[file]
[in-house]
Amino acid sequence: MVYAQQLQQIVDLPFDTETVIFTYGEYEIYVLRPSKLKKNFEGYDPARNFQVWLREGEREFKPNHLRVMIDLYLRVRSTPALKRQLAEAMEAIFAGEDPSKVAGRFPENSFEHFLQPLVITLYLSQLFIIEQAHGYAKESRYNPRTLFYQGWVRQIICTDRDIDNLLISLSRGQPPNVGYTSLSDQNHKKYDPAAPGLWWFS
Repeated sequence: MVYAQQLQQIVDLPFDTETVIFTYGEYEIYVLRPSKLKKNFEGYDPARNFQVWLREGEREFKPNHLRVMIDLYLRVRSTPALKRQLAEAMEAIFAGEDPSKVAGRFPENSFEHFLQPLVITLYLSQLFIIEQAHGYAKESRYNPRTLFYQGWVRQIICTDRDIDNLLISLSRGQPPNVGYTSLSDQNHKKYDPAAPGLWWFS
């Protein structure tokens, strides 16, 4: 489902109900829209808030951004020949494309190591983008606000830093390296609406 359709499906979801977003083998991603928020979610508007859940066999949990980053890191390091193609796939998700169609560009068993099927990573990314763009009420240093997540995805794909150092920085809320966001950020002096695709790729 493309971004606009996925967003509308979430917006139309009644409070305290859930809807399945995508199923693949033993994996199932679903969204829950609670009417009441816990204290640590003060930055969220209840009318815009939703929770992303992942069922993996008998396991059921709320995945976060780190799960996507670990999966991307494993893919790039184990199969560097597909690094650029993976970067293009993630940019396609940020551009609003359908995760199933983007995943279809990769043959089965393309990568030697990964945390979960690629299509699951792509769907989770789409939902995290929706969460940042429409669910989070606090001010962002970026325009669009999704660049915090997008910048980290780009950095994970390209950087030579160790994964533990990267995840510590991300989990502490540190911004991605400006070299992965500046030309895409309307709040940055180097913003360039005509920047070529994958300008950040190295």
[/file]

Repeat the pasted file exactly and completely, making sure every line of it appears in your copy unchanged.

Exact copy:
[in-house]
Amino acid sequence: MVYAQQLQQIVDLPFDTETVIFTYGEYEIYVLRPSKLKKNFEGYDPARNFQVWLREGEREFKPNHLRVMIDLYLRVRSTPALKRQLAEAMEAIFAGEDPSKVAGRFPENSFEHFLQPLVITLYLSQLFIIEQAHGYAKESRYNPRTLFYQGWVRQIICTDRDIDNLLISLSRGQPPNVGYTSLSDQNHKKYDPAAPGLWWFS
Repeated sequence: MVYAQQLQQIVDLPFDTETVIFTYGEYEIYVLRPSKLKKNFEGYDPARNFQVWLREGEREFKPNHLRVMIDLYLRVRSTPALKRQLAEAMEAIFAGEDPSKVAGRFPENSFEHFLQPLVITLYLSQLFIIEQAHGYAKESRYNPRTLFYQGWVRQIICTDRDIDNLLISLSRGQPPNVGYTSLSDQNHKKYDPAAPGLWWFS
């Protein structure tokens, strides 16, 4: 489902109900829209808030951004020949494309190591983008606000830093390296609406 359709499906979801977003083998991603928020979610508007859940066999949990980053890191390091193609796939998700169609560009068993099927990573990314763009009420240093997540995805794909150092920085809320966001950020002096695709790729 493309971004606009996925967003509308979430917006139309009644409070305290859930809807399945995508199923693949033993994996199932679903969204829950609670009417009441816990204290640590003060930055969220209840009318815009939703929770992303992942069922993996008998396991059921709320995945976060780190799960996507670990999966991307494993893919790039184990199969560097597909690094650029993976970067293009993630940019396609940020551009609003359908995760199933983007995943279809990769043959089965393309990568030697990964945390979960690629299509699951792509769907989770789409939902995290929706969460940042429409669910989070606090001010962002970026325009669009999704660049915090997008910048980290780009950095994970390209950087030579160790994964533990990267995840510590991300989990502490540190911004991605400006070299992965500046030309895409309307709040940055180097913003360039005509920047070529994958300008950040190295």